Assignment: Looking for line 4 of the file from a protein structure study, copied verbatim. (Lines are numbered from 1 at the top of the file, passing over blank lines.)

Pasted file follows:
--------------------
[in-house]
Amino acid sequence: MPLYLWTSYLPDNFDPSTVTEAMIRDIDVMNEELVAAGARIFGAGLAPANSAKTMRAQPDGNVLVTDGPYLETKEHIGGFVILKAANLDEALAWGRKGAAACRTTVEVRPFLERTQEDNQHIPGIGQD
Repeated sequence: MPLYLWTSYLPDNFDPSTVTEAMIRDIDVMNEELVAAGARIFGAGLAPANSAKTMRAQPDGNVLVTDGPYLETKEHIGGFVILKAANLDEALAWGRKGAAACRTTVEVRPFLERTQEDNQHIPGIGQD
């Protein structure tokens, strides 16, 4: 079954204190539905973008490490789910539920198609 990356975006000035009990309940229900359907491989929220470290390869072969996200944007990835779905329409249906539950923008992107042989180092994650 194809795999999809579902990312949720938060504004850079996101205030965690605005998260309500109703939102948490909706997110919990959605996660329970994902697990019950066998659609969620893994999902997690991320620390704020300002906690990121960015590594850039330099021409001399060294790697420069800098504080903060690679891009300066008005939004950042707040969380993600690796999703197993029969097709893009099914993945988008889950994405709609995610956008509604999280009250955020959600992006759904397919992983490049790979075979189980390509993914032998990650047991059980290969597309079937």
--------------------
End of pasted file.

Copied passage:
């Protein structure tokens, strides 16, 4: 079954204190539905973008490490789910539920198609 990356975006000035009990309940229900359907491989929220470290390869072969996200944007990835779905329409249906539950923008992107042989180092994650 194809795999999809579902990312949720938060504004850079996101205030965690605005998260309500109703939102948490909706997110919990959605996660329970994902697990019950066998659609969620893994999902997690991320620390704020300002906690990121960015590594850039330099021409001399060294790697420069800098504080903060690679891009300066008005939004950042707040969380993600690796999703197993029969097709893009099914993945988008889950994405709609995610956008509604999280009250955020959600992006759904397919992983490049790979075979189980390509993914032998990650047991059980290969597309079937």